General Note taking Tips, Science Illustrations and Note taking
General Note taking Strategies
Several strategies for improving notetaking skills in science courses are discussed here (REFERENCE).
Leave a two- to three-inch margin on the left side of the page, or buy law-ruled notebooks that have wide margins. Take notes in the wider, right side of the page. Use the left column to record key words, concepts or questions. The Cornell method is covered in more detail in the Note taking page of the General-Purpose Learning Strategies Main Stack. Shown below is an example of chemistry notes recorded in the Cornell format.
If you stop writing during lecture, you'll lose information from which to study. Or, you'll later make faulty assumptions from your notes, forgetting that they are incomplete. As soon as you lose track of the information given, put an asterisk (*) or a question mark in the margin of the notes. When you review you'll be alerted to seek additional clarification from the instructor, text book, teaching associate, tutor, or classmates.
Board and Overhead
If the instructor writes on the board or overhead and talks at the same time, you have to make a choice. Do you copy what's on the board or take notes on the lecture? In these cases, copy whatever's on the board or overhead. Your instructor or the book will provide necessary information later. Or you can work with a class mate, with one of you recording the lecture and the other the written material. If a tape recorder is used, the lecture may be noted after class. Try xeroxing illustrations before class and recording the details on them during class (see the Science Illustrations and Note taking section of this page).
As soon after class as possible, review the lecture notes. Write the names of the key terms, concepts, names or dates in the left column of your notes if you are using the Cornell format. Or, look at the notes as a series of answers to questions. Begin translating the answers into questions, recording the questions in the left column.
Asking questions is the key to learning in the sciences. As indicated above, approach the lecture notes as a series of answers to questions. If you can't think of a question for a section of notes, it means you don't understand or need more information on that section of notes. Don't leave the section blank, but put a "?" in the left-hand column and seek clarification from the instructor or book. As the course continues, the question-asking process will become more automatic. You'll find that you're writing questions during lecture as the instructor introduces new information.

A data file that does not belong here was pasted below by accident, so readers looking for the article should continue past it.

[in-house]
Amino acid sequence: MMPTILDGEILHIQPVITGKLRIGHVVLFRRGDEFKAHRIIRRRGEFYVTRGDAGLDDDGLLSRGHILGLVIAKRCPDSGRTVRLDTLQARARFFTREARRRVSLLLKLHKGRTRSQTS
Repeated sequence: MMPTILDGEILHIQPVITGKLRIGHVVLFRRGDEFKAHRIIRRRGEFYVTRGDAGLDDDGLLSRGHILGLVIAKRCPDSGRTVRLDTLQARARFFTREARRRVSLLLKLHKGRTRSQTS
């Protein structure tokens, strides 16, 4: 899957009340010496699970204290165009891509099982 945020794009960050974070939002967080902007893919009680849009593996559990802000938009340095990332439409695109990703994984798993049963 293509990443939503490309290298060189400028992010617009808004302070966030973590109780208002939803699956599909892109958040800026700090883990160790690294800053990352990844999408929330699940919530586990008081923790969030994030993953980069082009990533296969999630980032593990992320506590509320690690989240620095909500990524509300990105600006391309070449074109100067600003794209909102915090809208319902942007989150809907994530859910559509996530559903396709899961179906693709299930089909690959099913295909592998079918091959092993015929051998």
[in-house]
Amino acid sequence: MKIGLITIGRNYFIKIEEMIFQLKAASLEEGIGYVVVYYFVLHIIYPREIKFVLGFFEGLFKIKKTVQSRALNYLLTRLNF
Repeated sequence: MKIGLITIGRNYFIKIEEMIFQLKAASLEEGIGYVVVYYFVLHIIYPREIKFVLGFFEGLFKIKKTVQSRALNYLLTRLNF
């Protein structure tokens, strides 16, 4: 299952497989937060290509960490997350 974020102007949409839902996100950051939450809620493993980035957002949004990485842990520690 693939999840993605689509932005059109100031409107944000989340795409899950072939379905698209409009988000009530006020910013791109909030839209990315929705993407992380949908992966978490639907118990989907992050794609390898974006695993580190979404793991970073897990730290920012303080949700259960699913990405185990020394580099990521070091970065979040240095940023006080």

Write the questions as soon after class as possible. If you generate questions while the information is still fresh, you'll find that the process of asking questions helps you focus on the essential material. Each time you go to lecture, your notes will become increasingly more organized. You won't have to work at organizing the notes. Since question-asking helps you understand things more clearly, you'll begin to anticipate the questions as the instructor shifts topics.
Write questions for all information recorded in the notes: names, terms, concepts, dates, numbers, symbols, formulas, and illustrations. An example for a Chemistry lecture is presented below; the notes are organized using the Cornell format, with a column for taking notes on the right and a recall column on the left (REFERENCE).
Science Illustrations and Note taking
An important component of most science courses is tables and illustrations (graphs, charts, photos, diagrams, etc.). Tables are often used to summarize numerical data. Illustrations provide graphical representations of terms and concepts.
When this information is discussed in class, it is sometimes difficult for students to both copy down the illustrations and tables and take notes on the instructor's explanations. To deal with this problem, students should try xeroxing and taking to class the tables and illustrations presented in the readings.
First, students should find out from the syllabus or instructor what readings will be covered in the upcoming lecture(s). Important tables and illustrations from those readings are then xeroxed. Small visual aids may be enlarged. Cut out the visual aids (including the captions and keys) so that the surrounding text may be discarded. Then center and recopy the cut-out illustrations to yield a 8.5 x 11 copy of each visual aid. The extra space around the table or illustration may be used for recording the instructor's explanations, labels, and other notes. If students use three-ring binders for their science courses, it is easy to integrate lecture notes and xeroxed illustrations.